There is no one answer to what GPM shower head to choose, it depends on your personal preference, water conservation goals and local regulations.
This is considered a low-flow option and is designed to conserve water. It uses less water than a standard shower head, which helps reduce water bills and environmental impact. However, some people find that very low flow shower heads may not provide a strong enough flow of water for their preference.
This is also a low flow option, sitting between the very low flow and standard options. It strikes a balance between saving water and maintaining a satisfying shower experience. If you want to save water but find 1.5 GPM to be too restrictive, it might be a good option.
This is a moderate flow rate and falls within the standard range of many shower heads. It strikes a good balance between water conservation and a satisfying shower experience. Many people find 2.0 GPM shower heads to be a good compromise between savings and comfort.
This is the standard flow rate for shower heads in the United States. It provides a strong and satisfying flow of water. While it uses more water than the low-flow option, it is still considered reasonable in terms of water consumption.
When choosing a GPM, consider the following factors:
- Water Conservation Goals: If you’re focused on reducing water usage, consider lowering your GPM. However, be mindful of personal comfort and satisfaction.
- Local regulations: Check to see if there are any local regulations or restrictions in your area regarding the maximum GPM allowed for a shower head.
- Water Pressure: If your water pressure is low, a higher GPM may provide a more satisfying shower experience.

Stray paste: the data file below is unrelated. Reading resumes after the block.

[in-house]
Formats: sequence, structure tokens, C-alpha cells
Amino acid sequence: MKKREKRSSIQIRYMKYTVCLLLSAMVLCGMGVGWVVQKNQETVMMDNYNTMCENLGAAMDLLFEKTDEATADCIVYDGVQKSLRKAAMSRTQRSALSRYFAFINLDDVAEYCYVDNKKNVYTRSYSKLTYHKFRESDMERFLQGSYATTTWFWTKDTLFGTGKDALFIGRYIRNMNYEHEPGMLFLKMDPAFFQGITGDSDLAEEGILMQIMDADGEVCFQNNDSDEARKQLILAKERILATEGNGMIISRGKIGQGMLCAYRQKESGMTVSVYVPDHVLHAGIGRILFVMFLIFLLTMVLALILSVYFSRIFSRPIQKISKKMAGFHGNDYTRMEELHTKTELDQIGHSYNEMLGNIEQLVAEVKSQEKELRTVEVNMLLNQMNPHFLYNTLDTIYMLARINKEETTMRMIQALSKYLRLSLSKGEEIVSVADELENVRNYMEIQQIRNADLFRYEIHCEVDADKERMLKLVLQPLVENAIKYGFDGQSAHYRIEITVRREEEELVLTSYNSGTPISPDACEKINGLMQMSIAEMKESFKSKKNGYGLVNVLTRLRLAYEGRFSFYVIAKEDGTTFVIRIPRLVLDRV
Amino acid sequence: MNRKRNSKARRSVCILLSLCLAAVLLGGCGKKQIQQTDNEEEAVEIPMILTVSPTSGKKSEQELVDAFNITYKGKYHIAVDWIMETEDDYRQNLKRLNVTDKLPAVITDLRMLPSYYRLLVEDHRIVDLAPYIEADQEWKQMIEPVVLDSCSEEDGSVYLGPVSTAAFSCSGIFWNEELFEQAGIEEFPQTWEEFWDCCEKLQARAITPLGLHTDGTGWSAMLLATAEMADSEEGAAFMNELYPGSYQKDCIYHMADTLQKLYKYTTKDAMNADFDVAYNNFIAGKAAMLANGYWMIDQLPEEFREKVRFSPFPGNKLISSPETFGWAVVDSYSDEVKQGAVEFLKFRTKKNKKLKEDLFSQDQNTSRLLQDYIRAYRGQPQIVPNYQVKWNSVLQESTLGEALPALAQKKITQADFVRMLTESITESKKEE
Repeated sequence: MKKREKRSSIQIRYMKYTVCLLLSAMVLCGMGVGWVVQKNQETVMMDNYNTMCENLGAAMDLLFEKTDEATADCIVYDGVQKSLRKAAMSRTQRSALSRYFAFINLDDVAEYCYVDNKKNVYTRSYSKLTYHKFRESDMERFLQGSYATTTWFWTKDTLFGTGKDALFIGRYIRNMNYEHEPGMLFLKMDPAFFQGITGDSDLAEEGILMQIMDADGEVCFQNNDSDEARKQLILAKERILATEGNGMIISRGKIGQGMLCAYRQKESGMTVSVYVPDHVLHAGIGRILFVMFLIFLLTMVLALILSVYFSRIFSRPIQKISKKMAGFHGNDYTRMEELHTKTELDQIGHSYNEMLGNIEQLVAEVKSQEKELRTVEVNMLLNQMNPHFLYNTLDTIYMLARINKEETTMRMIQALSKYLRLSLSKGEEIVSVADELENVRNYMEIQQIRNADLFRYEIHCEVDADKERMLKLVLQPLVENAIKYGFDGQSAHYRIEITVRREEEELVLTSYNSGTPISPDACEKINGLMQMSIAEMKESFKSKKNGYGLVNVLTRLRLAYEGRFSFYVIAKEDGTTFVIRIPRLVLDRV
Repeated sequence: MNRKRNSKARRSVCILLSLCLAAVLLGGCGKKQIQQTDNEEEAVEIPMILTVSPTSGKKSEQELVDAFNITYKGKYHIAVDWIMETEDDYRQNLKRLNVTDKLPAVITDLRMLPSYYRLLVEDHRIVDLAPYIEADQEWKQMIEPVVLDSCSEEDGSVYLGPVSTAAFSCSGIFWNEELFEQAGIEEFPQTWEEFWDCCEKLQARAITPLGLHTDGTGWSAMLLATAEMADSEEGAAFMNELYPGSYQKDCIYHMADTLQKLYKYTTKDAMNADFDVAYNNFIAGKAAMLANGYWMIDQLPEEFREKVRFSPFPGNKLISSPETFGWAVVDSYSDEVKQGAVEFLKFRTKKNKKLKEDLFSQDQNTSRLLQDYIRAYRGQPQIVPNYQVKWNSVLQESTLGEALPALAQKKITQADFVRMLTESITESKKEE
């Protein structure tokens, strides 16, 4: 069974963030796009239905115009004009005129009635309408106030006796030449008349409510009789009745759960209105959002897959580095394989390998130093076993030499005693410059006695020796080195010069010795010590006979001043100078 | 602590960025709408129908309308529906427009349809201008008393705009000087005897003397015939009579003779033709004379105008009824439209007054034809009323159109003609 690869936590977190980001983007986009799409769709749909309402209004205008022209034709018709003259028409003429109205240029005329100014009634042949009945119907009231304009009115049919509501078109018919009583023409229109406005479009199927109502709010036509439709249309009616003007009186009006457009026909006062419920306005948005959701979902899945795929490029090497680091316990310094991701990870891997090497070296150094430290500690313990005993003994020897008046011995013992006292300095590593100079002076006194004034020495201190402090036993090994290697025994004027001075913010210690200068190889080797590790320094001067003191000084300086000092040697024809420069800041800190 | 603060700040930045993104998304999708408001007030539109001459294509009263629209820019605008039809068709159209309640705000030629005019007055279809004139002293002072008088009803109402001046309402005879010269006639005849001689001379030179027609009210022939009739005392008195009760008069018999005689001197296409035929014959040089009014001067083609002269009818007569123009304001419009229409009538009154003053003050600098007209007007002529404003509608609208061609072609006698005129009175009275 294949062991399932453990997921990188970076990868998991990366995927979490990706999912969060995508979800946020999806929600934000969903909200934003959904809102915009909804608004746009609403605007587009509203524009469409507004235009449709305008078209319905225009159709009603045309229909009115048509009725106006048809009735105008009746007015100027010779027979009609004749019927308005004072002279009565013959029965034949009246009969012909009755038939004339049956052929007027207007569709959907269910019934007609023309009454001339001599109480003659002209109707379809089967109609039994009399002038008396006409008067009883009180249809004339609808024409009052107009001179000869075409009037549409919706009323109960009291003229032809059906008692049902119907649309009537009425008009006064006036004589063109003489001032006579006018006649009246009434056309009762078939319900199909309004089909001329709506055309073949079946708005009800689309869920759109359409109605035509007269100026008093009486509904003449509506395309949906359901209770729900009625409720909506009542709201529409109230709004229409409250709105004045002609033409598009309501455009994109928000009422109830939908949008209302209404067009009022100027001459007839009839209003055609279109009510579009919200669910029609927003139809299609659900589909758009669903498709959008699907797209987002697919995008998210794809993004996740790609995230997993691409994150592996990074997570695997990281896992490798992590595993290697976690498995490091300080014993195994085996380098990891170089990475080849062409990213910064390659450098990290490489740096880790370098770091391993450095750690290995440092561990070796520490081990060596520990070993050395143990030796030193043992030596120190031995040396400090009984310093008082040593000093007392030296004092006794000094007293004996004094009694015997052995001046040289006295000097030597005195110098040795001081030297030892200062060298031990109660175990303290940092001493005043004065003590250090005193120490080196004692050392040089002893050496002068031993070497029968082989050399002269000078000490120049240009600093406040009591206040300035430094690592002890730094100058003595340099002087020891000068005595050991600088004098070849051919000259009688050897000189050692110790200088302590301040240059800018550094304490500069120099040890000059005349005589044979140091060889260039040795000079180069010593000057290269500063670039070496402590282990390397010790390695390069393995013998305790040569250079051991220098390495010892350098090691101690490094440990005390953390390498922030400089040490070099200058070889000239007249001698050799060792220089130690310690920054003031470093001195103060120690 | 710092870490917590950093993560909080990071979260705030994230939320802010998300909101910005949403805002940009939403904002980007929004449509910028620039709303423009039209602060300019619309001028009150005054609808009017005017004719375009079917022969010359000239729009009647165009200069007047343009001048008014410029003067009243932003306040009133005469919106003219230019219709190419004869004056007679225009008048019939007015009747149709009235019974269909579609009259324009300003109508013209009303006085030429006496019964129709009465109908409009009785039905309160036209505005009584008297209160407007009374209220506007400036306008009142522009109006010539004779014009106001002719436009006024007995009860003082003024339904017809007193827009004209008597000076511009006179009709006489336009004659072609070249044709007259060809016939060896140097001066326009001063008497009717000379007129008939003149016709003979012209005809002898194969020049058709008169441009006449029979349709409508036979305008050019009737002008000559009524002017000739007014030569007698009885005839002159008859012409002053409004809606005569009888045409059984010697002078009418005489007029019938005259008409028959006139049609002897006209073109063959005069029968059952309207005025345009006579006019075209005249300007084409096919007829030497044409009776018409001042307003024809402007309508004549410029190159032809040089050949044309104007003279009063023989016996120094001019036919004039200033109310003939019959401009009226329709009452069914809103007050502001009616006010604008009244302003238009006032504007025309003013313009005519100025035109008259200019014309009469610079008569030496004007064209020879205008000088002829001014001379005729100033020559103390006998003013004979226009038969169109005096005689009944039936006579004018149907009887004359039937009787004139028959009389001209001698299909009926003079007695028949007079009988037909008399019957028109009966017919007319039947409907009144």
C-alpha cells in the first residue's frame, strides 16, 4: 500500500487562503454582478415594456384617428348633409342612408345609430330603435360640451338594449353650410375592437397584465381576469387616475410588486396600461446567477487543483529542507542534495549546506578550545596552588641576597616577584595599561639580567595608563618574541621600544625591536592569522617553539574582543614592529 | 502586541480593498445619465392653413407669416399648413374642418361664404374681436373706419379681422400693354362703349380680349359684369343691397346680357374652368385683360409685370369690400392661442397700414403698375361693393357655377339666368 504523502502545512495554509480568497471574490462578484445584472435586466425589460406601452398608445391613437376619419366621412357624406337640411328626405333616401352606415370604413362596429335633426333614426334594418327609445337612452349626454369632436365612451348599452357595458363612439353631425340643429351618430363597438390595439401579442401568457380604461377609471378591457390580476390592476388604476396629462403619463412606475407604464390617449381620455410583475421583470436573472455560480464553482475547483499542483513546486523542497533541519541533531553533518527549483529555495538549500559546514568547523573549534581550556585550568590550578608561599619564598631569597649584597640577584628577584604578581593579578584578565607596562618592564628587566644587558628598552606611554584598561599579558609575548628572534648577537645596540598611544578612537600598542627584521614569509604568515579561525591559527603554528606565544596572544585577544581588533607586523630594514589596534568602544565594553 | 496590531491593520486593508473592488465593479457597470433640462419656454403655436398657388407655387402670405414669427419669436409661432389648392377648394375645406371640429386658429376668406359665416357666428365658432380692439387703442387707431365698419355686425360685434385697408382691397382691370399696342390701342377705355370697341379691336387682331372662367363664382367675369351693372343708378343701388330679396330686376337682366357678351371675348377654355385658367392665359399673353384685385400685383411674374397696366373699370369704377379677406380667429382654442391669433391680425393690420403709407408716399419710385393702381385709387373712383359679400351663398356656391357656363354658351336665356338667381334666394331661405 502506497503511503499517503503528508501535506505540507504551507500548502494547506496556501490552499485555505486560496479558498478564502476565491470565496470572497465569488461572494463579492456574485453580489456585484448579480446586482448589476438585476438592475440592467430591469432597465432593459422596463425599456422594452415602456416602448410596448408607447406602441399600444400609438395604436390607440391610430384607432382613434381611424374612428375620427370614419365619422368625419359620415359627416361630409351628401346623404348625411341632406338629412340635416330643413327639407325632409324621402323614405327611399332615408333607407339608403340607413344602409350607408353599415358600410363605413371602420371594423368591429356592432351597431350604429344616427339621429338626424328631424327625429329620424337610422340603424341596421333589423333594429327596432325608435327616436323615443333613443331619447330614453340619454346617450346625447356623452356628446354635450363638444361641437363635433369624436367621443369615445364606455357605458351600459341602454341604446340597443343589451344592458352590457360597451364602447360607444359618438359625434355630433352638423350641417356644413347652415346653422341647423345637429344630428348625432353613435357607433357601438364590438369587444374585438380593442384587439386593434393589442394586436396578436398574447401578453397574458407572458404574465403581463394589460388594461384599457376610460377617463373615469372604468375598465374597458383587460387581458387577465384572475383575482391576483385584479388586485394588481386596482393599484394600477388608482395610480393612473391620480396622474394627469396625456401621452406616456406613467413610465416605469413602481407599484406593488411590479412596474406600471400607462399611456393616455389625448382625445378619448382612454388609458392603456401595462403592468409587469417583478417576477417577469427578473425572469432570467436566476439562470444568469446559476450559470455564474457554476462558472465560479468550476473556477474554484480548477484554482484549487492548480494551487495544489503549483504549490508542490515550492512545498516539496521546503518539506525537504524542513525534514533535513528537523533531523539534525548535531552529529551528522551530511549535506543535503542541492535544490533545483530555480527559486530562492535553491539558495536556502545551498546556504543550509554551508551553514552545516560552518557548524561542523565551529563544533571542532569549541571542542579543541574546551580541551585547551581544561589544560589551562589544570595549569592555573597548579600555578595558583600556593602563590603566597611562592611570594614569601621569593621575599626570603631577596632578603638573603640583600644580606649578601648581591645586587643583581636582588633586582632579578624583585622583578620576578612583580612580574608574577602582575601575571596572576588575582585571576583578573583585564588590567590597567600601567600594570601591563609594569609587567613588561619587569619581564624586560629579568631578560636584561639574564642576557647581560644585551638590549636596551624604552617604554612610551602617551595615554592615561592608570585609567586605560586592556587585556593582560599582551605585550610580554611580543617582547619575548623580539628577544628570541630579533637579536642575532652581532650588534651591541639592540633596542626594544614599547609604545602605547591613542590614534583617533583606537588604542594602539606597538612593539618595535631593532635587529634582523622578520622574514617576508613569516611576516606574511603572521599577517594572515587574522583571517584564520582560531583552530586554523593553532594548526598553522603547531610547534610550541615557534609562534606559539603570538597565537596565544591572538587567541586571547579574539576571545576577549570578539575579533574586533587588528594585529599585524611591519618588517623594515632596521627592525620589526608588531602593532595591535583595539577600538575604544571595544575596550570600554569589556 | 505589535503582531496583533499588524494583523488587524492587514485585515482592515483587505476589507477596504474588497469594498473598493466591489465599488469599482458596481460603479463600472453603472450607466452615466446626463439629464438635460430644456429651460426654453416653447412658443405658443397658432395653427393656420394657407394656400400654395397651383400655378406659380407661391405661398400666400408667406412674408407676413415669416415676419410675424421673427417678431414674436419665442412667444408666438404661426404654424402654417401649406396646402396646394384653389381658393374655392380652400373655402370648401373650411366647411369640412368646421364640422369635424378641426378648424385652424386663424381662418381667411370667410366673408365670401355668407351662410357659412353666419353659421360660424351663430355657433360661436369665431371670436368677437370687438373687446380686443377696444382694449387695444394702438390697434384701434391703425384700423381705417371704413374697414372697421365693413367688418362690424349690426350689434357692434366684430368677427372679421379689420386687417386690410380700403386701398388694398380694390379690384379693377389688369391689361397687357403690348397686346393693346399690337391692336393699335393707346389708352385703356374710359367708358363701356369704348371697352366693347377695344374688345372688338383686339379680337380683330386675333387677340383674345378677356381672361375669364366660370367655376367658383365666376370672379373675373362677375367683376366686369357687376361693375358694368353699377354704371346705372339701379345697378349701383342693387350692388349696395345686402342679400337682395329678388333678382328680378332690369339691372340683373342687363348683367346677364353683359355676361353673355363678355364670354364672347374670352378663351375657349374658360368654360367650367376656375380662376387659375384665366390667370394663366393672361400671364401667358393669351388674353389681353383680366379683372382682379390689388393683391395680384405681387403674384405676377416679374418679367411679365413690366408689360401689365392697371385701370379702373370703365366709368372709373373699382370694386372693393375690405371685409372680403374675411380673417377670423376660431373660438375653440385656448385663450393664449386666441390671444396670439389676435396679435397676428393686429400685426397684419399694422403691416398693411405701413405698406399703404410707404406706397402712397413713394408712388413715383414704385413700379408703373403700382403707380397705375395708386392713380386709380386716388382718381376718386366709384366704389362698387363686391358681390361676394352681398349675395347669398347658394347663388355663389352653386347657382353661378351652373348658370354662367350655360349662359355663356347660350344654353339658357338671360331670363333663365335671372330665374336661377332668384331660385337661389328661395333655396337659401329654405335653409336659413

- Personal Preference: Ultimately, choose a GPM that matches your water usage and showering experience preferences.
If you're not sure, you might consider a shower head with adjustable settings so you can customize the flow rate to suit your needs.
There should be no confusion in choosing between 1.75 GPM Vs. 2.5 GPM shower heads. Before choosing a particular option, first, you need to decide whether you want to save money on your water bill or improve your shower experience at no extra cost. Once you know the answer, it's easy to choose a particular answer. However, when your living area restricts the choice of a 2.50 GPM shower head, you have no choice but to choose a 1.75 GPM shower head. Bostingner offers cost-effective rain shower head and handheld shower head. Different styles and colors meet your different needs.
FAQ about 1.75 GPM VS 2.5 GPM Shower Head
Q: What does "GPM" mean in a shower head?
A: GPM stands for "Gallons Per Minute" and refers to the rate at which water flows through your shower head during use. It is a measurement used to determine the water efficiency of a shower head and its effect on water consumption.
Q: Which flow is more water efficient, 1.75 GPM or 2.5 GPM?
A: A 1.75 GPM shower head is more water efficient than a 2.5 GPM shower head. The 1.75 GPM option uses less water per minute, resulting in less water usage, environmental benefits and savings on water bills.
Q: Is a 1.75 GPM shower head effective in providing a satisfying shower experience?
A: Yes, modern 1.75 GPM shower heads are designed to provide a comfortable and refreshing shower experience. They are often equipped with advanced technology to optimize water pressure and distribution, ensuring users conserve water while still enjoying a pleasant shower.
Q: Can I switch from a 2.5 GPM shower head to a 1.75 GPM shower head without sacrificing comfort?
A: Switching from a 2.5 GPM shower head to a 1.75 GPM shower head shouldn't sacrifice comfort, especially with advances in low-flow technology. However, some users accustomed to higher water flows may experience an adaptation period.
Q: What are the environmental benefits of using a 1.75 GPM shower head?
A: Using a 1.75 GPM shower head can help conserve water and reduce your home's water footprint. By reducing water usage, you can help protect natural water resources and promote sustainable development, which can have a positive impact on the environment.